Universities in Manchester and Salford are teaming up with museums, galleries and community groups to celebrate the importance of social science research to our everyday lives.
The Manchester Festival of Social Science takes place from the 5th - 12th November and includes over 40 exciting and engaging events taking place in venues across the city.
The Festival, which attracted thousands of people last year, has been organised by a partnership including Manchester Metropolitan University, The University of Manchester and the University of Salford. It is part of a wider national series of events backed by the Economic and Social Research Council.
The Manchester strand includes a huge variety of topics connected to research in sociology, business, law, anthropology, education and social care.Highlights include an interactive street game about flooding, a debate on the contribution that sport makes to the region and a workshop about what it will be like to live alongside robots!
There are exhibitions, debates, film screenings, family fun days and walks and talks taking place throughout the week.
"I am delighted that the ESRC's Festival of Social Science will again include a major event in Manchester,” said Colette Fagan, Deputy Dean and Vice-Dean for Research in The University of Manchester’s Faculty of Humanities.
Building on last year’s successful event, this is a great opportunity to involve our communities - school children and adults from across the region as well as University students and academics - in an event where we showcase the exciting and inspiring ways in which social science engages with the economic, social and cultural questions which impact on all our lives.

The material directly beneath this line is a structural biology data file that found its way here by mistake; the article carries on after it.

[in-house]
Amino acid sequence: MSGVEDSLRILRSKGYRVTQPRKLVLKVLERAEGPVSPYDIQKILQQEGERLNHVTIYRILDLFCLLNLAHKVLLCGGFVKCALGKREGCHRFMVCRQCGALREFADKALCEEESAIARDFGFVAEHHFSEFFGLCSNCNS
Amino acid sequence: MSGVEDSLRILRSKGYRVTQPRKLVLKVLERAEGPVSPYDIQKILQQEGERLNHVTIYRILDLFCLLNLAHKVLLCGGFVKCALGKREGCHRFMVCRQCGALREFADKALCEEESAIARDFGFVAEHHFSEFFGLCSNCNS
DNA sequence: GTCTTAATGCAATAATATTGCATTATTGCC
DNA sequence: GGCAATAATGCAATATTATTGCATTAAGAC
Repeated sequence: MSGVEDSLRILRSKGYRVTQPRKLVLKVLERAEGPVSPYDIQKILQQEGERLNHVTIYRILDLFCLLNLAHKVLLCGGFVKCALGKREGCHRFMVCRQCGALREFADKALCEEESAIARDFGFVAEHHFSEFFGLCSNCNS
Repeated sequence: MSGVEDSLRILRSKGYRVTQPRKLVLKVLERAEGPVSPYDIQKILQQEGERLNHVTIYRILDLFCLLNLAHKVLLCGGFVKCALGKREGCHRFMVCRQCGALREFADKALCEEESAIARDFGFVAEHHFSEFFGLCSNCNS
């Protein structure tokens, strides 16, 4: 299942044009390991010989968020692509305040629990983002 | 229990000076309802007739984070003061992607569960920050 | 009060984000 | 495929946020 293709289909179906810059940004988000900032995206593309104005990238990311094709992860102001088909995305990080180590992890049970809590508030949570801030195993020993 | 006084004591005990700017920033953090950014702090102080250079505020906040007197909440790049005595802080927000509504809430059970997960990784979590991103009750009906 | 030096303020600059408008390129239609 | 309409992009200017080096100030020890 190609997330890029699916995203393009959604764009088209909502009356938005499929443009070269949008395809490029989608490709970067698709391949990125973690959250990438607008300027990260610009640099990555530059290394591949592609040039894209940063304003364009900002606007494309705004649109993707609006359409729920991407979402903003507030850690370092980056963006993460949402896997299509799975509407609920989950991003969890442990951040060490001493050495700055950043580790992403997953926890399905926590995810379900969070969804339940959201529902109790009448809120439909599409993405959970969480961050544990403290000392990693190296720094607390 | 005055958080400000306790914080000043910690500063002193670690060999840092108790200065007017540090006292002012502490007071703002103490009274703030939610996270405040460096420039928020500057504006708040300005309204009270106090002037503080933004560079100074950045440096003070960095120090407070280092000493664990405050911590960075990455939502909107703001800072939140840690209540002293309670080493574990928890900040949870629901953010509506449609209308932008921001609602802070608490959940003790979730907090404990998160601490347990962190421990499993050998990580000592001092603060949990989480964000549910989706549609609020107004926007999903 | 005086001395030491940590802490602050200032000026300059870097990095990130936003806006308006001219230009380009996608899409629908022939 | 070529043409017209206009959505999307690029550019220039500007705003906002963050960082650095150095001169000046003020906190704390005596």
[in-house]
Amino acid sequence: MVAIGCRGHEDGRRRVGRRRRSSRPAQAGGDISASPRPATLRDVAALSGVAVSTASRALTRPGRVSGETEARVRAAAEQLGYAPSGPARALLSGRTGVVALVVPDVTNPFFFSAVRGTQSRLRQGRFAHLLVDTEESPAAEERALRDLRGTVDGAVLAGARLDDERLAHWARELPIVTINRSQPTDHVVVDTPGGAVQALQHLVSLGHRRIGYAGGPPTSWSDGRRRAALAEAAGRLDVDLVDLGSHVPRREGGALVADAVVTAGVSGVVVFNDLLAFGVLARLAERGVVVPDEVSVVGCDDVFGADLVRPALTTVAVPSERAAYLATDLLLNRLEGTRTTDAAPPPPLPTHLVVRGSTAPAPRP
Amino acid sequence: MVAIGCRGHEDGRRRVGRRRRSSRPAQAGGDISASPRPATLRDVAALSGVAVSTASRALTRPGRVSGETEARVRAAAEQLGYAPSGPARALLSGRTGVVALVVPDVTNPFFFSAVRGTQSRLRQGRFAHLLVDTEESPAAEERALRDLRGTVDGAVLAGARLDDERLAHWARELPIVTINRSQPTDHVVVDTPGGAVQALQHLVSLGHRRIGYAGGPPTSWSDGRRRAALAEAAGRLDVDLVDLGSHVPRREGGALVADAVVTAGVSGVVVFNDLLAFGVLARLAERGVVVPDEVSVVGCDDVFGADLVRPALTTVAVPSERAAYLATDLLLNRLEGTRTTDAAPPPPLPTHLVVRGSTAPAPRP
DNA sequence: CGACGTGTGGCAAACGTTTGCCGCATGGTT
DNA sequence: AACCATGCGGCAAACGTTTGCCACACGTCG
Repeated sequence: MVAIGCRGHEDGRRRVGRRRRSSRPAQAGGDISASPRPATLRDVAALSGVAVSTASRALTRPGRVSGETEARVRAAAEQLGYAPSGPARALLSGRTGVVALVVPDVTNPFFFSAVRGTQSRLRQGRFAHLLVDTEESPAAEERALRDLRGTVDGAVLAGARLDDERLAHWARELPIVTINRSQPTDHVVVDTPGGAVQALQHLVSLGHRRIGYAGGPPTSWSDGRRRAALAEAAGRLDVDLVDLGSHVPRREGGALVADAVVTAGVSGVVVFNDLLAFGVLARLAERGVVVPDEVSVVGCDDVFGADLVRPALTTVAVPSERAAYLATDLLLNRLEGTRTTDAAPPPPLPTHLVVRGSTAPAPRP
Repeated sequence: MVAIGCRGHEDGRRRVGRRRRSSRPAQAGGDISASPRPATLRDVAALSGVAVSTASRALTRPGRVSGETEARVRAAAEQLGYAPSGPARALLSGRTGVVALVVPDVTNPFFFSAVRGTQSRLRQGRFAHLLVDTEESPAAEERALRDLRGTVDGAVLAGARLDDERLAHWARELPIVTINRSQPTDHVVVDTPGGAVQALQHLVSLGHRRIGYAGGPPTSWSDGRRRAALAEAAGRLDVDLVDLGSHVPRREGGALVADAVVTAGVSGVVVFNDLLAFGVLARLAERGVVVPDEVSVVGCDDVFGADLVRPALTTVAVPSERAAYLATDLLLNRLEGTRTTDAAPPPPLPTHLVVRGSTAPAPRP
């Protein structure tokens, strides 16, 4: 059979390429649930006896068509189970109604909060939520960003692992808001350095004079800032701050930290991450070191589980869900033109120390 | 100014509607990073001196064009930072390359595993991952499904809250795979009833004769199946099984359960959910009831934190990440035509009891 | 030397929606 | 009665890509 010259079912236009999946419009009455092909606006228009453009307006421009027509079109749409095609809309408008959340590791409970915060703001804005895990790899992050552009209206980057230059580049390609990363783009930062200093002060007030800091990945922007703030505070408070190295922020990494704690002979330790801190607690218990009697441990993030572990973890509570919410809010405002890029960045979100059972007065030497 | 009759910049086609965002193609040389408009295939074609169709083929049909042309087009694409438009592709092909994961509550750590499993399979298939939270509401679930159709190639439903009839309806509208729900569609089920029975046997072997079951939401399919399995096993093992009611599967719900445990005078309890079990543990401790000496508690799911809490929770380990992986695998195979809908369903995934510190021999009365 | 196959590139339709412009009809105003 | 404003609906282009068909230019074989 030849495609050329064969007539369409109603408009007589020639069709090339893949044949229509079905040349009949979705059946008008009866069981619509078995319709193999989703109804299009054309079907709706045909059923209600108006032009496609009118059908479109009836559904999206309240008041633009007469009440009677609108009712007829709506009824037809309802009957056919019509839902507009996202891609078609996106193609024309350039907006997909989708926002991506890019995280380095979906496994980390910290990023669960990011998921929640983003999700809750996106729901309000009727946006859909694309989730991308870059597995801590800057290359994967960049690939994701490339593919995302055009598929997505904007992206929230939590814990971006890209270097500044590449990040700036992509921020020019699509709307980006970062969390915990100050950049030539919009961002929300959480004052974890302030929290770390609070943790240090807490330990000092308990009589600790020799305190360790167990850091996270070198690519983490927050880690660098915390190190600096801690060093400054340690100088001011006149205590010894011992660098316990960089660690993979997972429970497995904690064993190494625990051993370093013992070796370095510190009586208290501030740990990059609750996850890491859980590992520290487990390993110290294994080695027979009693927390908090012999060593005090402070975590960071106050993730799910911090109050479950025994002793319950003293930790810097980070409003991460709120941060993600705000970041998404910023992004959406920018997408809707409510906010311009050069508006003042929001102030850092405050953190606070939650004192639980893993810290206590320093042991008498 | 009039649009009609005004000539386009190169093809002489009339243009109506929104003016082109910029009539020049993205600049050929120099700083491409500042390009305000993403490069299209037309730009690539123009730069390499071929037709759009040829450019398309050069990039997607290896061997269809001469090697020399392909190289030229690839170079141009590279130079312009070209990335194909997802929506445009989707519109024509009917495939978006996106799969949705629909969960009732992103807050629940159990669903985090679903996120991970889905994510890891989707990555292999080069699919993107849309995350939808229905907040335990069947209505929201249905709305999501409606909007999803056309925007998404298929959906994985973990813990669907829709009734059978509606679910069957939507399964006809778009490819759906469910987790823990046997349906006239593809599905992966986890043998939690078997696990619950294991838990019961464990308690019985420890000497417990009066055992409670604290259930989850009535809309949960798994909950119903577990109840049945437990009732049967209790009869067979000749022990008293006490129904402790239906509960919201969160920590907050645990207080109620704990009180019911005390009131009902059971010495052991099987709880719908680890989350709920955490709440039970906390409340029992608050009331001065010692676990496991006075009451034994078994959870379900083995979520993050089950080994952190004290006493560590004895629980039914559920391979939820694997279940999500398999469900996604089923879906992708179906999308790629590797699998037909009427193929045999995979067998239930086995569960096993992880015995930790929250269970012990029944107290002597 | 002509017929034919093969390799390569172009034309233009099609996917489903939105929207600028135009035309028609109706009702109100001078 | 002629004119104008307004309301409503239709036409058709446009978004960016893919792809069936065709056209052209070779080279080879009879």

Everything is free to attend. Full details are available at www.esrcmanchesterfest.ac.uk, and you can follow the events on Twitter using #McrESRCFest and #ESRCFestival.
This year, the Festival opens with a topical debate exploring the relationship between the public and academic expertise. The decision to leave the European Union and political uncertainty in both the UK and the US suggests that a large swathe of citizens have genuinely had enough of ‘experts’, whilst at the same time social media increasingly makes “experts” of us all.
The event takes place at Manchester Metropolitan University on the evening of Wednesday 2nd November. Tickets are available from http://bit.ly/2dbOsnX.